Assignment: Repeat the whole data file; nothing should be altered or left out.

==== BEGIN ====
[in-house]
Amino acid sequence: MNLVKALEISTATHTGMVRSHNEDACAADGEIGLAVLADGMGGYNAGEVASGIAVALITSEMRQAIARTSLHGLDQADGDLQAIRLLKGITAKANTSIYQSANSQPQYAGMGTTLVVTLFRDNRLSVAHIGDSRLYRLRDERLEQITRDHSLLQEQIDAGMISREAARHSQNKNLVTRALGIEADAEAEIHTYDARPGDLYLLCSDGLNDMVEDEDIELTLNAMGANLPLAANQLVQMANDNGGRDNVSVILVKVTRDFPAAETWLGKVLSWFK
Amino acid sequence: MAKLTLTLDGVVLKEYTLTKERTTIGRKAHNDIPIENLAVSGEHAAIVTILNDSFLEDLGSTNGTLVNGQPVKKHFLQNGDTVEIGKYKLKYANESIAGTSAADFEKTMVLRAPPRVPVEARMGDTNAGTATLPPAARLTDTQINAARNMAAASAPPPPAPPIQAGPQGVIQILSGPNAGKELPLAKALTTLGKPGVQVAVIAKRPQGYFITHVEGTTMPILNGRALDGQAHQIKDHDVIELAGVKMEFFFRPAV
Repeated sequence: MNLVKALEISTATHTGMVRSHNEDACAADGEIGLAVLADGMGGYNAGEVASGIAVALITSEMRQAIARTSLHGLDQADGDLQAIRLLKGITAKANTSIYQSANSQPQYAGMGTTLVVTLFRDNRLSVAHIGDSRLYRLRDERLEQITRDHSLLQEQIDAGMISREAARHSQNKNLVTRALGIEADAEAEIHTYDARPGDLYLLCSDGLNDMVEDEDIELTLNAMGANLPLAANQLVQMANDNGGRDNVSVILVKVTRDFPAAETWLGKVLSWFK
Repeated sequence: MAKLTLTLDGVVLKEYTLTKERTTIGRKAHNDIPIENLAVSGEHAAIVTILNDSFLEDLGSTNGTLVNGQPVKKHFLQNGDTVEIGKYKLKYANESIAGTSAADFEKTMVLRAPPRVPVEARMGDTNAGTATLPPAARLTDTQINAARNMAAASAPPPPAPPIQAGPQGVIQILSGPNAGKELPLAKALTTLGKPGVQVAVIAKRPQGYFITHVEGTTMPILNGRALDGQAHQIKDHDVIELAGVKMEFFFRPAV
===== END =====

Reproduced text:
[in-house]
Amino acid sequence: MNLVKALEISTATHTGMVRSHNEDACAADGEIGLAVLADGMGGYNAGEVASGIAVALITSEMRQAIARTSLHGLDQADGDLQAIRLLKGITAKANTSIYQSANSQPQYAGMGTTLVVTLFRDNRLSVAHIGDSRLYRLRDERLEQITRDHSLLQEQIDAGMISREAARHSQNKNLVTRALGIEADAEAEIHTYDARPGDLYLLCSDGLNDMVEDEDIELTLNAMGANLPLAANQLVQMANDNGGRDNVSVILVKVTRDFPAAETWLGKVLSWFK
Amino acid sequence: MAKLTLTLDGVVLKEYTLTKERTTIGRKAHNDIPIENLAVSGEHAAIVTILNDSFLEDLGSTNGTLVNGQPVKKHFLQNGDTVEIGKYKLKYANESIAGTSAADFEKTMVLRAPPRVPVEARMGDTNAGTATLPPAARLTDTQINAARNMAAASAPPPPAPPIQAGPQGVIQILSGPNAGKELPLAKALTTLGKPGVQVAVIAKRPQGYFITHVEGTTMPILNGRALDGQAHQIKDHDVIELAGVKMEFFFRPAV
Repeated sequence: MNLVKALEISTATHTGMVRSHNEDACAADGEIGLAVLADGMGGYNAGEVASGIAVALITSEMRQAIARTSLHGLDQADGDLQAIRLLKGITAKANTSIYQSANSQPQYAGMGTTLVVTLFRDNRLSVAHIGDSRLYRLRDERLEQITRDHSLLQEQIDAGMISREAARHSQNKNLVTRALGIEADAEAEIHTYDARPGDLYLLCSDGLNDMVEDEDIELTLNAMGANLPLAANQLVQMANDNGGRDNVSVILVKVTRDFPAAETWLGKVLSWFK
Repeated sequence: MAKLTLTLDGVVLKEYTLTKERTTIGRKAHNDIPIENLAVSGEHAAIVTILNDSFLEDLGSTNGTLVNGQPVKKHFLQNGDTVEIGKYKLKYANESIAGTSAADFEKTMVLRAPPRVPVEARMGDTNAGTATLPPAARLTDTQINAARNMAAASAPPPPAPPIQAGPQGVIQILSGPNAGKELPLAKALTTLGKPGVQVAVIAKRPQGYFITHVEGTTMPILNGRALDGQAHQIKDHDVIELAGVKMEFFFRPAV